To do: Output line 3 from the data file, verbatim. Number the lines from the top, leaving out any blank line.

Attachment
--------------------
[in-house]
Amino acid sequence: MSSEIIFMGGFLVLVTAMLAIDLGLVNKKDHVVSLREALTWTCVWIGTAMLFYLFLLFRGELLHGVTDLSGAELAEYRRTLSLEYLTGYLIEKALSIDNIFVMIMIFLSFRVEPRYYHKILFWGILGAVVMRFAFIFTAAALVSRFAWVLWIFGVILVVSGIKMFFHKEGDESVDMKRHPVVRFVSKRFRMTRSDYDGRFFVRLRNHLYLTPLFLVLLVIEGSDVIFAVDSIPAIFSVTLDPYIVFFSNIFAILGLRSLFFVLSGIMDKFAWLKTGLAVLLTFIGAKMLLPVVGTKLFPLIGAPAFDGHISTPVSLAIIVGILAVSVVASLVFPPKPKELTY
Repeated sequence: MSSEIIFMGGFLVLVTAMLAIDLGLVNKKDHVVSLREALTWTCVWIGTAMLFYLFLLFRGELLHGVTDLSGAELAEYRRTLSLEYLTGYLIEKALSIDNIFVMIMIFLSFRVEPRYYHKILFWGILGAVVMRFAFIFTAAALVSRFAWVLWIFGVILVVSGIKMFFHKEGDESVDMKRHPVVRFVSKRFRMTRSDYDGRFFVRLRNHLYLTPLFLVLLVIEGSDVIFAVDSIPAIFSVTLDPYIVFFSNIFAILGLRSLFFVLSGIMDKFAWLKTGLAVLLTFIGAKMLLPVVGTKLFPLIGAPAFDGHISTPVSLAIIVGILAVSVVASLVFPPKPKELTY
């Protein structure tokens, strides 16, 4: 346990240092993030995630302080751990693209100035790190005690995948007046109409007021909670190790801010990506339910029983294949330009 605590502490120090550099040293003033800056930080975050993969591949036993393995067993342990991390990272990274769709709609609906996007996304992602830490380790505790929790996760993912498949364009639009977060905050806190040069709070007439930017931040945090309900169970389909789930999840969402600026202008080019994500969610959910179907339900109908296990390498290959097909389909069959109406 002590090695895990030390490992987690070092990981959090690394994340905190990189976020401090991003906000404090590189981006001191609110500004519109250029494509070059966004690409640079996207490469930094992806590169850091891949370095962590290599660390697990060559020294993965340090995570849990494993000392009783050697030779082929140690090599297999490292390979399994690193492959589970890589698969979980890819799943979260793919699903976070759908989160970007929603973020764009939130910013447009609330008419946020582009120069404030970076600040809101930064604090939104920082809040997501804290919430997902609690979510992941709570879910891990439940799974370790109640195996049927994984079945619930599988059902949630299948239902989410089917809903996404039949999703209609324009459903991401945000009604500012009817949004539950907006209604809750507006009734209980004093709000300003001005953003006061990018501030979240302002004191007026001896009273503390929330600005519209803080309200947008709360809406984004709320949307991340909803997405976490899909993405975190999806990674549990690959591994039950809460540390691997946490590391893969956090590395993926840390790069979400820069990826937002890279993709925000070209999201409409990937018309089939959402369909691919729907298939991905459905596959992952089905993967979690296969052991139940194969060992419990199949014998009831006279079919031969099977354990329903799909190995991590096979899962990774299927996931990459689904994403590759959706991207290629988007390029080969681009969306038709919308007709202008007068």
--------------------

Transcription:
Repeated sequence: MSSEIIFMGGFLVLVTAMLAIDLGLVNKKDHVVSLREALTWTCVWIGTAMLFYLFLLFRGELLHGVTDLSGAELAEYRRTLSLEYLTGYLIEKALSIDNIFVMIMIFLSFRVEPRYYHKILFWGILGAVVMRFAFIFTAAALVSRFAWVLWIFGVILVVSGIKMFFHKEGDESVDMKRHPVVRFVSKRFRMTRSDYDGRFFVRLRNHLYLTPLFLVLLVIEGSDVIFAVDSIPAIFSVTLDPYIVFFSNIFAILGLRSLFFVLSGIMDKFAWLKTGLAVLLTFIGAKMLLPVVGTKLFPLIGAPAFDGHISTPVSLAIIVGILAVSVVASLVFPPKPKELTY